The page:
It's the morning after – and it was not much of a party the night before. The more one crawls over the great wodge of economic and financial information that came out with the Budget, the clearer it becomes that the key to getting the country's finances back on to a sustainable basis will be growth. It is the only way out. It is incredibly hard to cut the deficit if the economy is growing at less than 2 per cent a year and we have been struggling to achieve that since the recession struck. So what are the prospects for growth?
Well, the first thing to say is that we have been doing quite a lot better than has been reported.
There are been substantial upward revisions to the growth numbers initially recorded, as highlighted by the Office for Budget Responsibility (OBR).
On page 20 of its new report it says: "In January 2011, the ONS [Office for National Statistics] published its first out-turn estimate for growth in 2010. Thanks to the unexpected 0.5 per cent fall in GDP in the fourth quarter, its initial estimate was just 1.4 per cent, lower than all 36 outside forecasts made at that time. But now, following a series of upward revisions, the current ONS estimate for growth in 2010 is 2.1 per cent – higher than every outside forecast made at the end of 2010 and all but two of those made at the start of 2010."
So 1.4 per cent turned out to be 2.1 per cent. Readers with good memories may recall than when that 0.5 per cent, fourth-quarter fall in GDP was published I wrote in these columns that the figure was wrong – much to the annoyance of the ONS, who rang to object. Well, now we are beginning to learn what really happened. I expect the 2011 growth figure, officially recorded as 0.8 per cent, to be wrong too and when all the numbers are revised it will eventually be seen to be around 1.3 per cent – not great but not quite so bad as it seems.
So you see, all this earnest debate about the slow pull out of recession is based on figures that turn out to be wrong. What is happening to growth is undoubtedly disappointing, but it is not as dire as the relentless comment would suggest.
Will it pick up? The OBR forecasts 0.8 per cent this year, 2 per cent next, rising to 3 per cent in 2015 and 2016.
Take this year first: intuitively, that 0.8 per cent feels a bit too low but whether it is will depend on two main factors both beyond out control – Europe and oil.
The eurozone as a whole has gone back into recession and it is hard to see it pulling out strongly given all the austerity being piled on to its weaker economies, including two big ones, Spain and Italy.
The very latest data has gone negative for two months. The top graph shows how this indicator gives a feeling for what might happen to GDP – Credit Suisse notes that this is consistent with a flat GDP, or a small minus, in the first quarter and that is probably right. The European economy is not falling off a cliff, or at least the evidence at the moment says it is not; but it may well shrink during the calendar year, as the OBR expects it to do.
The question then is whether a shrinking European economy could bring about a shrinking UK one. The answer is not necessarily, for exports to the eurozone have been falling steadily as a proportion of the total and are now smaller than exports to North America and Asia/Australasia. We are being quite successful in diversifying away from the European market. Our biggest single market remains the US and the recovery there, phew, is at last taking hold. But Europe will to some extent be a drag on the UK economy.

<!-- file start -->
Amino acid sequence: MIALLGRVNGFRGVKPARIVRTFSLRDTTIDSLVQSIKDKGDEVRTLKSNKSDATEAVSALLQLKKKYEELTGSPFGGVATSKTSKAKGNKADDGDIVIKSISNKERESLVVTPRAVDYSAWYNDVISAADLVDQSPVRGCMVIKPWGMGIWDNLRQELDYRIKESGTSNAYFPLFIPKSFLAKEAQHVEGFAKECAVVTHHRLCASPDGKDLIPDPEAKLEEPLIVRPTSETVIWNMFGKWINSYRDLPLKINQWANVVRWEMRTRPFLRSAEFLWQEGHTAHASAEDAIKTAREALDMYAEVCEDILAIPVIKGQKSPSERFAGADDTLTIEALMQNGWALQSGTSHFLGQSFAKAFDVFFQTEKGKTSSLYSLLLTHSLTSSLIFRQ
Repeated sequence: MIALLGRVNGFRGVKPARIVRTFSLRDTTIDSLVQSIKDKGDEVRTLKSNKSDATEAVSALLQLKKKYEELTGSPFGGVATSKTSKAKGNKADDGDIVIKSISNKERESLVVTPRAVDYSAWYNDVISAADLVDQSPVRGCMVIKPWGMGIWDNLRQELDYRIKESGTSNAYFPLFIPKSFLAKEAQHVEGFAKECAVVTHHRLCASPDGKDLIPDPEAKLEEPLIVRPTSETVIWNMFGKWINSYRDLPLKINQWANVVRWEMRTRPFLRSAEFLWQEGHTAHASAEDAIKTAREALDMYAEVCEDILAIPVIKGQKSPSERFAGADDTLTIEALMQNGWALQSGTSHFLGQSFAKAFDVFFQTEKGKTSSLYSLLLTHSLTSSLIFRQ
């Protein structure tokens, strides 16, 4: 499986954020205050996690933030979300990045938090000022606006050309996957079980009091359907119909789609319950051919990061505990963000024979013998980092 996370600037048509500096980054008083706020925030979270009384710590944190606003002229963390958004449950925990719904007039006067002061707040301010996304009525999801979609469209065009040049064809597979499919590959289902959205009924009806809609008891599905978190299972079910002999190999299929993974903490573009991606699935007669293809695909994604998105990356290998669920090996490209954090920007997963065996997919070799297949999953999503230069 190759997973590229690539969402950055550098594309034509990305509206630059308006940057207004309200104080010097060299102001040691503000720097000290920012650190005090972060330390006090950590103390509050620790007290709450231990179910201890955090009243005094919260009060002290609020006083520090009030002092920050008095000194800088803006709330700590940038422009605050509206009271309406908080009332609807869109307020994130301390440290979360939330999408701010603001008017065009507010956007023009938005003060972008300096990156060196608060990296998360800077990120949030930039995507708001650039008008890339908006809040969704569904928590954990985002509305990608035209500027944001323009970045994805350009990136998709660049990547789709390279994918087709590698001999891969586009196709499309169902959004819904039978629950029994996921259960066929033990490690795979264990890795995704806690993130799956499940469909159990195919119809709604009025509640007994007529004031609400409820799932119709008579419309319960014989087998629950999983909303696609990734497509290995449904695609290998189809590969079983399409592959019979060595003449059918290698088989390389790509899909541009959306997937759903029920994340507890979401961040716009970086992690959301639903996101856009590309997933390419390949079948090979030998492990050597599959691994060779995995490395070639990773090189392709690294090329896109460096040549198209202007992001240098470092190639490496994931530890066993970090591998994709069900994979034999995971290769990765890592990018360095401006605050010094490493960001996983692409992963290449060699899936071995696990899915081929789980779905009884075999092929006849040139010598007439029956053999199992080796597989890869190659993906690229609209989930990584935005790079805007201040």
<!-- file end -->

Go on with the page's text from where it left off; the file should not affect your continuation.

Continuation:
The other worry is oil. In dollar terms oil is not quite at its previous peak (see bottom graph) but in sterling terms it is just about there. Were it to shoot up to say, $200 a barrel, perfectly plausible were there disruption to supplies from the Middle East, the developed world might well be pushed into a double dip.
Fortunately, commodity prices in general, and food prices (see graph) have not risen as much as they did at the peak of the boom, so the inflationary impact is more muted now than then. Fortunately too, other energy prices, notably natural gas, have not come up as fast as oil this time. But an economy such as the UK's cannot hope to grow much until it gets inflation down and that will only happen if energy prices are stable or, better, fall.
Those are the two main potential negative surprises. Are there any which are potentially positive? The only obvious one would be lower-than-expected inflation. It is tantalising.
The UK has had decent nominal growth – in money terms that is – but because inflation has been so way above target, higher prices have absorbed all of people's additional purchasing power.
This is not the place to go into the debate as to why we have higher inflation than the eurozone or the US, or to savage the Bank of England's monetary committee for its insouciance to repeated overshoots. My point is simply that if we can get rising prices under control that will mean more money in people's budgets to spend on other things.
Consumers are reportedly more cheerful than they have been for a year, notwithstanding the bad retail sales figures yesterday. Since consumer spending accounts for two-thirds of final demand, even a modest revival would have a disproportionate impact on growth. It would also help tax receipts, and the Government desperately needs those.
My guess, when the final figures are eventually known, will be that growth in 2012 will turn out to be somewhere between 1 per cent and 1.5 per cent. That would not be very good, but it would not be dreadful, and if in the months ahead there are some discouraging GDP numbers, console yourself with this: they will probably be wrong.